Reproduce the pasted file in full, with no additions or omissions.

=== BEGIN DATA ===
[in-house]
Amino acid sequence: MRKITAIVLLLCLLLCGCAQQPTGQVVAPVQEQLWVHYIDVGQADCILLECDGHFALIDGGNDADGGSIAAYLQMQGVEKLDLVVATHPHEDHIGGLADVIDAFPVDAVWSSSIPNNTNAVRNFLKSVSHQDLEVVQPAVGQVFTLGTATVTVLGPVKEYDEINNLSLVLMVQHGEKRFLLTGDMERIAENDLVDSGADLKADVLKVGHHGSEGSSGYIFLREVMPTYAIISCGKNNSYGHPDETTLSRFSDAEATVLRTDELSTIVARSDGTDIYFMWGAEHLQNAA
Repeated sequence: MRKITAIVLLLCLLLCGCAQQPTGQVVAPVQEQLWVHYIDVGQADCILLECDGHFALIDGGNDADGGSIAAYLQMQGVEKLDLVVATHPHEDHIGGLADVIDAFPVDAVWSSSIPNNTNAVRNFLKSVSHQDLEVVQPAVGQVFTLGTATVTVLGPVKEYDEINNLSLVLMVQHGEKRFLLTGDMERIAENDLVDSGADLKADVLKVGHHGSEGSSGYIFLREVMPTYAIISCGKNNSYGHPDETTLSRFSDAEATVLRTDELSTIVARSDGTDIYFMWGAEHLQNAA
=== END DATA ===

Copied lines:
[in-house]
Amino acid sequence: MRKITAIVLLLCLLLCGCAQQPTGQVVAPVQEQLWVHYIDVGQADCILLECDGHFALIDGGNDADGGSIAAYLQMQGVEKLDLVVATHPHEDHIGGLADVIDAFPVDAVWSSSIPNNTNAVRNFLKSVSHQDLEVVQPAVGQVFTLGTATVTVLGPVKEYDEINNLSLVLMVQHGEKRFLLTGDMERIAENDLVDSGADLKADVLKVGHHGSEGSSGYIFLREVMPTYAIISCGKNNSYGHPDETTLSRFSDAEATVLRTDELSTIVARSDGTDIYFMWGAEHLQNAA
Repeated sequence: MRKITAIVLLLCLLLCGCAQQPTGQVVAPVQEQLWVHYIDVGQADCILLECDGHFALIDGGNDADGGSIAAYLQMQGVEKLDLVVATHPHEDHIGGLADVIDAFPVDAVWSSSIPNNTNAVRNFLKSVSHQDLEVVQPAVGQVFTLGTATVTVLGPVKEYDEINNLSLVLMVQHGEKRFLLTGDMERIAENDLVDSGADLKADVLKVGHHGSEGSSGYIFLREVMPTYAIISCGKNNSYGHPDETTLSRFSDAEATVLRTDELSTIVARSDGTDIYFMWGAEHLQNAA